King Philippe of Belgium’s Visit to the Democratic Republic of Congo (DRC)

DRC_King Philippe and Queen Matilde visit in Kinshasa
King Philippe and Queen Matilde visit in Kinshasa (DRC) last week (Source: BBC)

Last week marked King Philippe of Belgium’s first visit to the Democratic Republic of Congo (DRC) since his ascension to the throne. He visited with his wife, Queen Matilde. This visit comes two years after the king expressed regret for the monarchy’s colonial record in the DRC [Belgian King Expresses ‘Deepest Regrets’ for Colonial Past in Congo]. Recall that  King Leopold II of Belgium perpetrated a genocide in Congo,  ruling DRC like his personal property and committing some unspeakable atrocities, executing and maiming over 15 million Congolese during that time, in pursuit of the money that rubber (and other things) could bring.

DRC_King Philippe - Mask
Suku mask known as Kakuungu returned by King Philippe to the DRC during his visit (Source: AFP/BBC)

Some ‘visible’ highlights of King Philippe’s visit last week were: 1) The Belgian king returned a giant mask known as Kakuungu used during healing ceremonies by the Suku people from the southwest region of the DRC; the king said the object was on “indefinite loan” to the DRC… The monarch said, “I wanted, during our visit at the National Museum and in your presence, to return to you this exceptional work in order to allow Congolese to discover and admire it. …It marks the symbolic beginning of the reinforcement of the cultural collaboration between Belgium and Congo.” 2) King Philippe acknowledged the last surviving Congolese World War II veteran soldier, 97 year-old Corporal Albert Kunyuku, who served for Belgium; at a memorial of former fighters a wreath was laid, and King Phillipe presented Corporal Kunyuku with a medal. 3) King Philippe lamented the racial colonial past; the monarch said, “On the occasion of my first trip to Congo, here, in front of the Congolese people and those who still suffer from it today, I wish to reaffirm my deepest regrets for these wounds of the past.”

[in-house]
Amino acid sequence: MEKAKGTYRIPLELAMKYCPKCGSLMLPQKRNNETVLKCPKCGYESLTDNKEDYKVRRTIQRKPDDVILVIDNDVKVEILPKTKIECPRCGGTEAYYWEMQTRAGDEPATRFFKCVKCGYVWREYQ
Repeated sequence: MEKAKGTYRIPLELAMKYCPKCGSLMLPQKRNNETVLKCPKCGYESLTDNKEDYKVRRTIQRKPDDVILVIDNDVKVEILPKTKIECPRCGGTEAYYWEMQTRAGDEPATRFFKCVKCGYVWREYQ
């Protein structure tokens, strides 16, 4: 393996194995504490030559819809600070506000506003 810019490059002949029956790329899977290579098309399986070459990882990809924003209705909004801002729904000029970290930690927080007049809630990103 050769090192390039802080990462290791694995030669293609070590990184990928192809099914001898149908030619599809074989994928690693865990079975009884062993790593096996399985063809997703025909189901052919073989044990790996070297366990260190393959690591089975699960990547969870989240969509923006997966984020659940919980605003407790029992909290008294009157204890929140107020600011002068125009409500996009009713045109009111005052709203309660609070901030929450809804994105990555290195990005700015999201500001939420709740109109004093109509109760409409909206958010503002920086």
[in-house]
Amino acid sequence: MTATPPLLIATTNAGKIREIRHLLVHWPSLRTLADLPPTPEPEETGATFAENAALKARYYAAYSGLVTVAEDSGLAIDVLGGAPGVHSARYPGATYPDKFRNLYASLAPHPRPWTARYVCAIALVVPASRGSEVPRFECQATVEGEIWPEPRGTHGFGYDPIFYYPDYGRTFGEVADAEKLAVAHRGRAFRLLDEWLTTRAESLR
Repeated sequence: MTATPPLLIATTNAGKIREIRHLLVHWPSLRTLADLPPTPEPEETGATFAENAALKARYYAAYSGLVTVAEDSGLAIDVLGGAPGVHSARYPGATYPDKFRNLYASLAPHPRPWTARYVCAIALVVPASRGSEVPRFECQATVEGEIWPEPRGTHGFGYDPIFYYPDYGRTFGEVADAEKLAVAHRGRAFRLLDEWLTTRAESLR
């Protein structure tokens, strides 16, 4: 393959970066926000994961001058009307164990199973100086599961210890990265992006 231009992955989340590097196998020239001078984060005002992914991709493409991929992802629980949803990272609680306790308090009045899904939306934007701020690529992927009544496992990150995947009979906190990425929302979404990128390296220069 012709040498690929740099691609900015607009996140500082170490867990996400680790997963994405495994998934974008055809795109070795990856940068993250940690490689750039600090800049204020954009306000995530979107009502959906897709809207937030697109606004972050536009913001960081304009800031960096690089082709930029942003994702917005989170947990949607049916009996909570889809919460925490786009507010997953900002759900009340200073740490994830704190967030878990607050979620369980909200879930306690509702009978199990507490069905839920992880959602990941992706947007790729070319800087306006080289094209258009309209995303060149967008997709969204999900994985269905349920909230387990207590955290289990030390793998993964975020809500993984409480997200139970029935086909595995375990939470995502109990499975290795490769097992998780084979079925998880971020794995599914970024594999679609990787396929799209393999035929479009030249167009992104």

Map of the Democratic Republic of Congo
Map of the Democratic Republic of Congo

Honestly, this is so pathetic! First can we all stop and imagine how much this 1-week visit of the Belgian Sovereign must have cost  the people of the DRC? How much were taken from the country’s coffers to accommodate the King and Queen of Belgium? How many hospitals/schools/roads will not be built because of his majesty’s visit? Then the king comes and gives one mask! One mask! Seriously? One? Of all the masks that fill up the Royal Museum of Central Africa as an example, only one? Why that one in particular? Then the mask is given as an “indefinite loan”, the height of disdain! Then, he acknowledges the last surviving soldier to have given his blood and sweat to Belgium… Although we are happy for Corporal Kunyuku, how convenient for the Belgians to wait for all of those they needed to pay pensions to die to have a ceremony with only one survivor left? … What about the families of others who served, did they get recognition from the King, medals, pensions?

Patrice_Lumumba_official_portrait
Patrice Lumumba